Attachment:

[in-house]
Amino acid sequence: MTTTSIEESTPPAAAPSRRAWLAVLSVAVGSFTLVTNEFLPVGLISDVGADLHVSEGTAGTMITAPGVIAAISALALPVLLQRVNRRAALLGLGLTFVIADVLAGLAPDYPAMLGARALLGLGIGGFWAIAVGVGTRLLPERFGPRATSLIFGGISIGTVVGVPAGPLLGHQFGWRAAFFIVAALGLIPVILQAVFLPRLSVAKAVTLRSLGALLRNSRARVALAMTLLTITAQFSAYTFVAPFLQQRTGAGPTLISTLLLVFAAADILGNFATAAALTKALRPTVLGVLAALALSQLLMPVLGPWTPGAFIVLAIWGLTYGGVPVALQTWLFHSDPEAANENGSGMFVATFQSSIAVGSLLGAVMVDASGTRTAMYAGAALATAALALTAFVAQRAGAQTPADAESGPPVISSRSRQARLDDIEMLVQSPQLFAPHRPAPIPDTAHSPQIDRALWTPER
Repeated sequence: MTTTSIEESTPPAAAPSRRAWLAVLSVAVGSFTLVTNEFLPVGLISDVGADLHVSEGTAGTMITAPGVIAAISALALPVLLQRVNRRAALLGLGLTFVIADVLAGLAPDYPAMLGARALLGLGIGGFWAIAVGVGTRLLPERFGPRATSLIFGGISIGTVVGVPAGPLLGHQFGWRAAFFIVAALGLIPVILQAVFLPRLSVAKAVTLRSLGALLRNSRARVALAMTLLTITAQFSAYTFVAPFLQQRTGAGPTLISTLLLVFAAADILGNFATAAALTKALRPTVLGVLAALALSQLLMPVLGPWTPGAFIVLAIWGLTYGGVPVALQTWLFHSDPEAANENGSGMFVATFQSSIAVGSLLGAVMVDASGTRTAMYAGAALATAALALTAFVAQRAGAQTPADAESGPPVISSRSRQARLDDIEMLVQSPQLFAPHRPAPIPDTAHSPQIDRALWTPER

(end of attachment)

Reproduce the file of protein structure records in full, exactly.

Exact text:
[in-house]
Amino acid sequence: MTTTSIEESTPPAAAPSRRAWLAVLSVAVGSFTLVTNEFLPVGLISDVGADLHVSEGTAGTMITAPGVIAAISALALPVLLQRVNRRAALLGLGLTFVIADVLAGLAPDYPAMLGARALLGLGIGGFWAIAVGVGTRLLPERFGPRATSLIFGGISIGTVVGVPAGPLLGHQFGWRAAFFIVAALGLIPVILQAVFLPRLSVAKAVTLRSLGALLRNSRARVALAMTLLTITAQFSAYTFVAPFLQQRTGAGPTLISTLLLVFAAADILGNFATAAALTKALRPTVLGVLAALALSQLLMPVLGPWTPGAFIVLAIWGLTYGGVPVALQTWLFHSDPEAANENGSGMFVATFQSSIAVGSLLGAVMVDASGTRTAMYAGAALATAALALTAFVAQRAGAQTPADAESGPPVISSRSRQARLDDIEMLVQSPQLFAPHRPAPIPDTAHSPQIDRALWTPER
Repeated sequence: MTTTSIEESTPPAAAPSRRAWLAVLSVAVGSFTLVTNEFLPVGLISDVGADLHVSEGTAGTMITAPGVIAAISALALPVLLQRVNRRAALLGLGLTFVIADVLAGLAPDYPAMLGARALLGLGIGGFWAIAVGVGTRLLPERFGPRATSLIFGGISIGTVVGVPAGPLLGHQFGWRAAFFIVAALGLIPVILQAVFLPRLSVAKAVTLRSLGALLRNSRARVALAMTLLTITAQFSAYTFVAPFLQQRTGAGPTLISTLLLVFAAADILGNFATAAALTKALRPTVLGVLAALALSQLLMPVLGPWTPGAFIVLAIWGLTYGGVPVALQTWLFHSDPEAANENGSGMFVATFQSSIAVGSLLGAVMVDASGTRTAMYAGAALATAALALTAFVAQRAGAQTPADAESGPPVISSRSRQARLDDIEMLVQSPQLFAPHRPAPIPDTAHSPQIDRALWTPER